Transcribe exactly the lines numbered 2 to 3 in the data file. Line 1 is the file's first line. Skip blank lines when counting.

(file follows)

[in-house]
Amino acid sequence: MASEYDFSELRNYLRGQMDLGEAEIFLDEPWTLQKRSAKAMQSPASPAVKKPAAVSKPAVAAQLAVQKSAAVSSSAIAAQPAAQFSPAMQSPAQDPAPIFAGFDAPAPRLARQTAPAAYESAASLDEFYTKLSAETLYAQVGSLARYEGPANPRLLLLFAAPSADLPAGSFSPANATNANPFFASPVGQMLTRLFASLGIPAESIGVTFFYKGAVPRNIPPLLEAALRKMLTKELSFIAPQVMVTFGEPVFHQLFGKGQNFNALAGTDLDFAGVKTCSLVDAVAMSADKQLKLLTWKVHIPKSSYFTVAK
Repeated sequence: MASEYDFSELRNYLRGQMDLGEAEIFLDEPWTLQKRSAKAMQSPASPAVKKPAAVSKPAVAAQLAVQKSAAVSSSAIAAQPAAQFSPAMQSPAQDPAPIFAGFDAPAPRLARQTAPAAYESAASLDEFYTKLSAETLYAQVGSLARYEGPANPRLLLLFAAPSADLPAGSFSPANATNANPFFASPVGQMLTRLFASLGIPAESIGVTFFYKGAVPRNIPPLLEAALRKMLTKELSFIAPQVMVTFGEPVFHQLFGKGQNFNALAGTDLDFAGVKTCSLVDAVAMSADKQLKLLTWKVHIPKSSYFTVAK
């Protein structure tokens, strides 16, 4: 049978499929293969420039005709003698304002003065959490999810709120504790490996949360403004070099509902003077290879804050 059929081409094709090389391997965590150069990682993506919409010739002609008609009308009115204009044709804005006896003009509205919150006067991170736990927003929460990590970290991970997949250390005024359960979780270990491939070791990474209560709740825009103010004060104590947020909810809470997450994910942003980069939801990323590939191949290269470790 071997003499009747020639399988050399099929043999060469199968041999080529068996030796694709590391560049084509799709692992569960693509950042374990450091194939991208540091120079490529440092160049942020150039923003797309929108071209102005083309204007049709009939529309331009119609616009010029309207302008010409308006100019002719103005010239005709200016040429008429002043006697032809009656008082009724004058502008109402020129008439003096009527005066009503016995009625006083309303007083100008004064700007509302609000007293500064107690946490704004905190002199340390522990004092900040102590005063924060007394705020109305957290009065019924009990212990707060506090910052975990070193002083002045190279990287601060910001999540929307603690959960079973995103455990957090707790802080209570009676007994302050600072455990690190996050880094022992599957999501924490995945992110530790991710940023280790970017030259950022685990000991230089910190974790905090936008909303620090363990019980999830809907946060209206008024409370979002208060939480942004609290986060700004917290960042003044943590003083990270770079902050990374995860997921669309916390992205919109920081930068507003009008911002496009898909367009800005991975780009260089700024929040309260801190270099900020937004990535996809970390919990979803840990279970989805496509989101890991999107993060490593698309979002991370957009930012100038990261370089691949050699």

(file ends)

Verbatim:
Amino acid sequence: MASEYDFSELRNYLRGQMDLGEAEIFLDEPWTLQKRSAKAMQSPASPAVKKPAAVSKPAVAAQLAVQKSAAVSSSAIAAQPAAQFSPAMQSPAQDPAPIFAGFDAPAPRLARQTAPAAYESAASLDEFYTKLSAETLYAQVGSLARYEGPANPRLLLLFAAPSADLPAGSFSPANATNANPFFASPVGQMLTRLFASLGIPAESIGVTFFYKGAVPRNIPPLLEAALRKMLTKELSFIAPQVMVTFGEPVFHQLFGKGQNFNALAGTDLDFAGVKTCSLVDAVAMSADKQLKLLTWKVHIPKSSYFTVAK
Repeated sequence: MASEYDFSELRNYLRGQMDLGEAEIFLDEPWTLQKRSAKAMQSPASPAVKKPAAVSKPAVAAQLAVQKSAAVSSSAIAAQPAAQFSPAMQSPAQDPAPIFAGFDAPAPRLARQTAPAAYESAASLDEFYTKLSAETLYAQVGSLARYEGPANPRLLLLFAAPSADLPAGSFSPANATNANPFFASPVGQMLTRLFASLGIPAESIGVTFFYKGAVPRNIPPLLEAALRKMLTKELSFIAPQVMVTFGEPVFHQLFGKGQNFNALAGTDLDFAGVKTCSLVDAVAMSADKQLKLLTWKVHIPKSSYFTVAK